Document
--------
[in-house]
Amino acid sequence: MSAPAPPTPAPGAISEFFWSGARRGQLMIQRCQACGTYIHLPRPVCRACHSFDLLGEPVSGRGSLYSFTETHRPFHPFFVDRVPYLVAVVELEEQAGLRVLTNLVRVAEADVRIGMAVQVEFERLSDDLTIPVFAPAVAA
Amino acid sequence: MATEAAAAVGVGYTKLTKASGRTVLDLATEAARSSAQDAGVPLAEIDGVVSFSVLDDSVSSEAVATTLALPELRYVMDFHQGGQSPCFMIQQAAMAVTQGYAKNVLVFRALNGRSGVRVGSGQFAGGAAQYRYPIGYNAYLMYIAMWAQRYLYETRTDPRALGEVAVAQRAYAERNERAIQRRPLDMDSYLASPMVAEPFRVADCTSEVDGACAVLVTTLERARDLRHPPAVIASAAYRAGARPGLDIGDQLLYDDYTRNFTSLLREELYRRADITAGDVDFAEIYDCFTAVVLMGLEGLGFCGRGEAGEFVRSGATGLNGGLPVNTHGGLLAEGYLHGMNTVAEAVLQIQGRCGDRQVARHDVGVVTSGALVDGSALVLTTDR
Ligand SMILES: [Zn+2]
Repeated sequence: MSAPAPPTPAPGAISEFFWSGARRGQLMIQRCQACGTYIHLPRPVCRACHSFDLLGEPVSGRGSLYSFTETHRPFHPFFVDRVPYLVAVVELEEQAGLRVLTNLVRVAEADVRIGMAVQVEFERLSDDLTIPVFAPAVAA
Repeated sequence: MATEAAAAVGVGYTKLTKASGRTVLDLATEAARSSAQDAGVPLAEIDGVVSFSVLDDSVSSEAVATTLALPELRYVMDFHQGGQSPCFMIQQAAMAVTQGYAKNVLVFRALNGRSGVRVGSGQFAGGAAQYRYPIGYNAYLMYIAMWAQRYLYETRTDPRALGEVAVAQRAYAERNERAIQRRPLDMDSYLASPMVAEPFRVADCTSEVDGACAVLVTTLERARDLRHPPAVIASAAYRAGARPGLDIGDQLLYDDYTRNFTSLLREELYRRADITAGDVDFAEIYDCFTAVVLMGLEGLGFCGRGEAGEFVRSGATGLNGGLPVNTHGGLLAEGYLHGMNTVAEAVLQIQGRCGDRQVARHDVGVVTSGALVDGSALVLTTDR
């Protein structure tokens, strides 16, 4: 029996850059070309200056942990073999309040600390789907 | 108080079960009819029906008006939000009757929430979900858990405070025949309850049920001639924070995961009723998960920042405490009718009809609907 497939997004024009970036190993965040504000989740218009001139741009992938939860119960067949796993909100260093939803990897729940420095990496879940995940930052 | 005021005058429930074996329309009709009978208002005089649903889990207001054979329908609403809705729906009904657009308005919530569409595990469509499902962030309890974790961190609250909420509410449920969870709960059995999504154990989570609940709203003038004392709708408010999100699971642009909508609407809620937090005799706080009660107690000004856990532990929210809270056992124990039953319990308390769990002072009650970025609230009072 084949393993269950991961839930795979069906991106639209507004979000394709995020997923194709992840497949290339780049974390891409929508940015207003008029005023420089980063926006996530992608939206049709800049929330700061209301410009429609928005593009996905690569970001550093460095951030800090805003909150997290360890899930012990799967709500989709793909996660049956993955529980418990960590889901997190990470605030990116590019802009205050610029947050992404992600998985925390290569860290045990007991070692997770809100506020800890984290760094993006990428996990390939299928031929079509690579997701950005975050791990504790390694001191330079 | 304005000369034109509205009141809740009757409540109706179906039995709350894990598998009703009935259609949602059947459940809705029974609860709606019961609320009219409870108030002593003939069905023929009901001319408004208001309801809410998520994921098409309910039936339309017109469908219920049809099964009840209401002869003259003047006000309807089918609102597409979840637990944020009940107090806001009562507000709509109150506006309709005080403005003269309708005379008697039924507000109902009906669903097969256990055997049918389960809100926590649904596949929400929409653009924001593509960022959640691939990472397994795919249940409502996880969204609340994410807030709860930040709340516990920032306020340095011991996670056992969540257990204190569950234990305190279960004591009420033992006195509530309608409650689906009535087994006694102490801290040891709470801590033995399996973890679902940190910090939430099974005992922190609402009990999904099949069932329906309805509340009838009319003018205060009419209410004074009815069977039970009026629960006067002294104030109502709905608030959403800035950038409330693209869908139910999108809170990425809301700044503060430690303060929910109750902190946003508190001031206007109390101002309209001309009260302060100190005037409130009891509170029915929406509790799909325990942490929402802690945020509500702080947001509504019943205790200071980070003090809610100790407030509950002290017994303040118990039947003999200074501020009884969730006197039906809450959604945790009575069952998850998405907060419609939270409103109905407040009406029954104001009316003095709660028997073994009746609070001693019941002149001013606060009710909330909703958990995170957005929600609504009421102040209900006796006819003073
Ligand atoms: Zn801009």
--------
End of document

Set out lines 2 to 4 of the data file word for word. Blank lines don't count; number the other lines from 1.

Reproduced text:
Amino acid sequence: MSAPAPPTPAPGAISEFFWSGARRGQLMIQRCQACGTYIHLPRPVCRACHSFDLLGEPVSGRGSLYSFTETHRPFHPFFVDRVPYLVAVVELEEQAGLRVLTNLVRVAEADVRIGMAVQVEFERLSDDLTIPVFAPAVAA
Amino acid sequence: MATEAAAAVGVGYTKLTKASGRTVLDLATEAARSSAQDAGVPLAEIDGVVSFSVLDDSVSSEAVATTLALPELRYVMDFHQGGQSPCFMIQQAAMAVTQGYAKNVLVFRALNGRSGVRVGSGQFAGGAAQYRYPIGYNAYLMYIAMWAQRYLYETRTDPRALGEVAVAQRAYAERNERAIQRRPLDMDSYLASPMVAEPFRVADCTSEVDGACAVLVTTLERARDLRHPPAVIASAAYRAGARPGLDIGDQLLYDDYTRNFTSLLREELYRRADITAGDVDFAEIYDCFTAVVLMGLEGLGFCGRGEAGEFVRSGATGLNGGLPVNTHGGLLAEGYLHGMNTVAEAVLQIQGRCGDRQVARHDVGVVTSGALVDGSALVLTTDR
Ligand SMILES: [Zn+2]